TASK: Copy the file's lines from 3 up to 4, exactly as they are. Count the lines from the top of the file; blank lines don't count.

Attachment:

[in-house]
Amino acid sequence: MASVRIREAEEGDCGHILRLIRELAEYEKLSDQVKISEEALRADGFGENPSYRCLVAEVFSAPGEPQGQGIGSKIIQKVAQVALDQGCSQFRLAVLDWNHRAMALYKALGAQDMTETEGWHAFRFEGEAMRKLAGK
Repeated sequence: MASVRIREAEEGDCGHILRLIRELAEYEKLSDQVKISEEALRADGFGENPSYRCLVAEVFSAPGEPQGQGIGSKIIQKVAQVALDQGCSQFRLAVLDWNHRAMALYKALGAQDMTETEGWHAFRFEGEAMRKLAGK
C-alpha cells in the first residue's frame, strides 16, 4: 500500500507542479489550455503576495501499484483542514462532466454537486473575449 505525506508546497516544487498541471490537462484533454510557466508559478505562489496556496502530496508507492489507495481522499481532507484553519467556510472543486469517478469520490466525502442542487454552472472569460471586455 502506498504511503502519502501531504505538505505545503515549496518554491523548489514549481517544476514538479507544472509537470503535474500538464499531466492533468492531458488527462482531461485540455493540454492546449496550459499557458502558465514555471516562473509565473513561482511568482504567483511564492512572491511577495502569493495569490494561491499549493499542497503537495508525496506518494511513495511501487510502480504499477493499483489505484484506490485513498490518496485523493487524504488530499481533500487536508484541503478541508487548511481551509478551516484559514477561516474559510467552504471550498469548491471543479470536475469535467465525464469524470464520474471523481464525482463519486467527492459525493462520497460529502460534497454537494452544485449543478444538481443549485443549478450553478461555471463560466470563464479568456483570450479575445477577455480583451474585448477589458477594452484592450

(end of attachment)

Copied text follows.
Repeated sequence: MASVRIREAEEGDCGHILRLIRELAEYEKLSDQVKISEEALRADGFGENPSYRCLVAEVFSAPGEPQGQGIGSKIIQKVAQVALDQGCSQFRLAVLDWNHRAMALYKALGAQDMTETEGWHAFRFEGEAMRKLAGK
C-alpha cells in the first residue's frame, strides 16, 4: 500500500507542479489550455503576495501499484483542514462532466454537486473575449 505525506508546497516544487498541471490537462484533454510557466508559478505562489496556496502530496508507492489507495481522499481532507484553519467556510472543486469517478469520490466525502442542487454552472472569460471586455 502506498504511503502519502501531504505538505505545503515549496518554491523548489514549481517544476514538479507544472509537470503535474500538464499531466492533468492531458488527462482531461485540455493540454492546449496550459499557458502558465514555471516562473509565473513561482511568482504567483511564492512572491511577495502569493495569490494561491499549493499542497503537495508525496506518494511513495511501487510502480504499477493499483489505484484506490485513498490518496485523493487524504488530499481533500487536508484541503478541508487548511481551509478551516484559514477561516474559510467552504471550498469548491471543479470536475469535467465525464469524470464520474471523481464525482463519486467527492459525493462520497460529502460534497454537494452544485449543478444538481443549485443549478450553478461555471463560466470563464479568456483570450479575445477577455480583451474585448477589458477594452484592450